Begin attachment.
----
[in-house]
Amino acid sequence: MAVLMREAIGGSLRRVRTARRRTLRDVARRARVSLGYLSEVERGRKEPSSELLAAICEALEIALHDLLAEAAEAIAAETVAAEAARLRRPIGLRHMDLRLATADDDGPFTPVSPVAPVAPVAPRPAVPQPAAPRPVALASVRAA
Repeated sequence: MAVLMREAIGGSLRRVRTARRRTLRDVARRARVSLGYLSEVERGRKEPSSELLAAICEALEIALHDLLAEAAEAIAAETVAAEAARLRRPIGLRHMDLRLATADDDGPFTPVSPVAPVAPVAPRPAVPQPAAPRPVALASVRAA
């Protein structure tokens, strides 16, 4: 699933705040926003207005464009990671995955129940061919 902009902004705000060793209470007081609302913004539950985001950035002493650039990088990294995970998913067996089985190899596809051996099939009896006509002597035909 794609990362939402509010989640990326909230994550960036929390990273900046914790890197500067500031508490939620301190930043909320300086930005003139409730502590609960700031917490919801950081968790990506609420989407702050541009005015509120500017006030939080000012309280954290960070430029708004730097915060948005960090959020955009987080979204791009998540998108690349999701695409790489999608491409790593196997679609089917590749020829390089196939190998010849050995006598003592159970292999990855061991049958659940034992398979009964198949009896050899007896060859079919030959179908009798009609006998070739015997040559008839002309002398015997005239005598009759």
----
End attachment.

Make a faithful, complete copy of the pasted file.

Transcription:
[in-house]
Amino acid sequence: MAVLMREAIGGSLRRVRTARRRTLRDVARRARVSLGYLSEVERGRKEPSSELLAAICEALEIALHDLLAEAAEAIAAETVAAEAARLRRPIGLRHMDLRLATADDDGPFTPVSPVAPVAPVAPRPAVPQPAAPRPVALASVRAA
Repeated sequence: MAVLMREAIGGSLRRVRTARRRTLRDVARRARVSLGYLSEVERGRKEPSSELLAAICEALEIALHDLLAEAAEAIAAETVAAEAARLRRPIGLRHMDLRLATADDDGPFTPVSPVAPVAPVAPRPAVPQPAAPRPVALASVRAA
């Protein structure tokens, strides 16, 4: 699933705040926003207005464009990671995955129940061919 902009902004705000060793209470007081609302913004539950985001950035002493650039990088990294995970998913067996089985190899596809051996099939009896006509002597035909 794609990362939402509010989640990326909230994550960036929390990273900046914790890197500067500031508490939620301190930043909320300086930005003139409730502590609960700031917490919801950081968790990506609420989407702050541009005015509120500017006030939080000012309280954290960070430029708004730097915060948005960090959020955009987080979204791009998540998108690349999701695409790489999608491409790593196997679609089917590749020829390089196939190998010849050995006598003592159970292999990855061991049958659940034992398979009964198949009896050899007896060859079919030959179908009798009609006998070739015997040559008839002309002398015997005239005598009759």